Clinical trials are done only after pre-clinical studies suggest that the proposed treatment is likely to be safe and will work in people.

Pre-clinical studies, also called laboratory studies, include:

    Cell studies: These are often the first tests done on a new treatment. To see if it might work, researchers look for effects of the new treatment on cancer cells that are grown in a lab dish or a test tube. These studies may be done on human cancer cells or animal cancer cells.

    Animal studies: Treatments that look promising in cell studies are tested next on cancers in live animals. This gives researchers an idea of how safe the new treatment is in a living creature.

Pre-clinical studies give a lot of useful information, but they don’t give all the answers that are needed. After all, humans and mice can be very different in the way they absorb, process, and get rid of substances. A treatment that works against cancer in a mouse may or may not work in people. And there could be side effects and other problems that didn’t show up when the treatment was used in mice.

If the pre-clinical studies are completed and the treatment still seems promising, the US Food and Drug Administration (FDA) must give permission to test it in humans.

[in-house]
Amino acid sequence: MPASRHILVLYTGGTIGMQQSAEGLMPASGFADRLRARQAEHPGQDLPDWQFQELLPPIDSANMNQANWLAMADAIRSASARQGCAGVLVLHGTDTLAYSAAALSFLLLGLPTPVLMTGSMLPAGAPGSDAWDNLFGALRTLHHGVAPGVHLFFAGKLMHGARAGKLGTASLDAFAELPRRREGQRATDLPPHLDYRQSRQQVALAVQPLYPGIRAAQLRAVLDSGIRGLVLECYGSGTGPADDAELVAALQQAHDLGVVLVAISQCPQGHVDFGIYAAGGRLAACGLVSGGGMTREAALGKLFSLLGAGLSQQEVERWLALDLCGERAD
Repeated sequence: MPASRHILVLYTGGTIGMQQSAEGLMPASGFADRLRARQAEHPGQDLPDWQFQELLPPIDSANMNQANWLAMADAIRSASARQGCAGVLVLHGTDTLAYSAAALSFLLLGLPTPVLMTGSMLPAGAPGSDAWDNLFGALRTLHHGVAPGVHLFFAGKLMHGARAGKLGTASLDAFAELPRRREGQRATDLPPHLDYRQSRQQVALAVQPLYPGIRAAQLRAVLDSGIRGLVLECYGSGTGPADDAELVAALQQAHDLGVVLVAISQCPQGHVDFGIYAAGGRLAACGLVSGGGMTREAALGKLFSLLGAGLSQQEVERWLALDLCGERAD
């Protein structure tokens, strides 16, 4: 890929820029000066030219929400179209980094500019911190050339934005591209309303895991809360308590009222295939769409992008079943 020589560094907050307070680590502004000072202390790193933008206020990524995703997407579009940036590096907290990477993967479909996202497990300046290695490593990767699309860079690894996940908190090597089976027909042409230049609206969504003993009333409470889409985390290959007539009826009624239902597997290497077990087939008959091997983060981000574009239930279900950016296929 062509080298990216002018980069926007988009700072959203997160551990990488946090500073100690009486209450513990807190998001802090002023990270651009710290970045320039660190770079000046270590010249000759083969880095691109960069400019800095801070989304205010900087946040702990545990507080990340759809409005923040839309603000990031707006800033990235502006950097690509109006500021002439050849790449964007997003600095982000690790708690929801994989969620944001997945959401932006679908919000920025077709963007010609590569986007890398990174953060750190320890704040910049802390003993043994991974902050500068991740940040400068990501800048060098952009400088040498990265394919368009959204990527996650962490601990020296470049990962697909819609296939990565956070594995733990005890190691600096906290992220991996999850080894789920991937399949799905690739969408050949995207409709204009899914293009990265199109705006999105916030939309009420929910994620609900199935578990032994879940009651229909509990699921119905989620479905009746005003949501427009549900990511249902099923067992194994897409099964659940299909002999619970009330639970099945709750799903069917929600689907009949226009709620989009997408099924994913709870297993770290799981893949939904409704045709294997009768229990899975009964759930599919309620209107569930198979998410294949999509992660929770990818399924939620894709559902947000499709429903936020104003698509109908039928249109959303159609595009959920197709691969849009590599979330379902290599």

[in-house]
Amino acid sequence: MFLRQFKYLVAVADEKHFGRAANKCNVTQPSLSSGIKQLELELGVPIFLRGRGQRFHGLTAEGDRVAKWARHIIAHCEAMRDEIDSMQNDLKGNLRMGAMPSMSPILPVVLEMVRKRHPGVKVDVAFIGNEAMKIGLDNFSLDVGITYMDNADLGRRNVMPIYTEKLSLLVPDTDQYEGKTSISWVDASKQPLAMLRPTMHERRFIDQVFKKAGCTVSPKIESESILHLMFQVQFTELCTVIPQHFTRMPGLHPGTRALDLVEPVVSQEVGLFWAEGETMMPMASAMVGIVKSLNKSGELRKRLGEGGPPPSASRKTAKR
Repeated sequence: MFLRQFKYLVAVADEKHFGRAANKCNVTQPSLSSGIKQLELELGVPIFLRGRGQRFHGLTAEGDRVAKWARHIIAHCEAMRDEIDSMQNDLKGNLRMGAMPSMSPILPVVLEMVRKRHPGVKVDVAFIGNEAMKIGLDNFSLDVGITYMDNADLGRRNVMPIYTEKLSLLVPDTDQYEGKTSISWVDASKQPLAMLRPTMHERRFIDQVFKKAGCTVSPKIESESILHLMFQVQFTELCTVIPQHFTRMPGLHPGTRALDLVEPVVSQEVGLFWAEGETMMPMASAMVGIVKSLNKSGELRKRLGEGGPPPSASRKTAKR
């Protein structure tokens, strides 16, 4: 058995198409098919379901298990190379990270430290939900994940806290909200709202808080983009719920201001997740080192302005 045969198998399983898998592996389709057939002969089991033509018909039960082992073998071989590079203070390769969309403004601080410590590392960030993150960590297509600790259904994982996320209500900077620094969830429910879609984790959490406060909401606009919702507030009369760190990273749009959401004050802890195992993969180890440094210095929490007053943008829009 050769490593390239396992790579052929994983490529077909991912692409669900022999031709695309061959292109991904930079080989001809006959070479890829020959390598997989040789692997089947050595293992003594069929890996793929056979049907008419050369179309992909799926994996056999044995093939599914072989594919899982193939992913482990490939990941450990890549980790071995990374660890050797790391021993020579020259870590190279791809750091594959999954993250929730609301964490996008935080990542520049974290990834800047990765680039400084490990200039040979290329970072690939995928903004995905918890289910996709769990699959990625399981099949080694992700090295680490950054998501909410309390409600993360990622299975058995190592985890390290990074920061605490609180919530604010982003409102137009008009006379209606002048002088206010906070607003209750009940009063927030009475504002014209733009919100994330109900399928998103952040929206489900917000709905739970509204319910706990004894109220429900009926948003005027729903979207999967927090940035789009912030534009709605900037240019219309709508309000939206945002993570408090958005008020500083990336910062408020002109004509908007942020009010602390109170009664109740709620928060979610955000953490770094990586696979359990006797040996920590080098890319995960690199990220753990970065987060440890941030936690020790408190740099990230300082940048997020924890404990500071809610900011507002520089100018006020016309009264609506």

The investigational new drug (IND) application

Before a clinical trial can be started, the research must be approved. An investigational new drug or IND application or request must be filed with the FDA when researchers want to study a drug in humans. The IND application must contain certain information, as described below. The FDA reviews this information before human clinical trials start. Here’s some of the information required on an IND request:

Pre-clinical studies: Results from studies, including those on animals, allow the FDA to decide whether the product is reasonably safe for testing in humans. This part may also include any experience with the drug in humans (if the drug has been used or studied in another country, for example).

Manufacturing information: This explains how the drug is made, who makes it, what’s in it, how stable it is, and more about the physical qualities of the drug. The FDA uses this information to decide whether the company can make batches of the drug that will always be exactly the same.

Clinical protocols and investigator information: Detailed outlines for the planned clinical studies, called study protocols, are looked at to see if the study might expose subjects to unnecessary risks. Information on the clinical investigators who will supervise the study is reviewed to find out if they’re qualified to run clinical trials. Finally, the research sponsor must commit to getting informed consent from the research subjects, having the study reviewed by an institutional review board (IRB), and following all the rules required for studying investigational new drugs

Some facts about clinical trials to keep in mind

Taking part in any clinical trial is voluntary.

You always have the right to choose whether you will take part in a clinical trial for which you meet the criteria. The level of care you get should not be affected by your decision.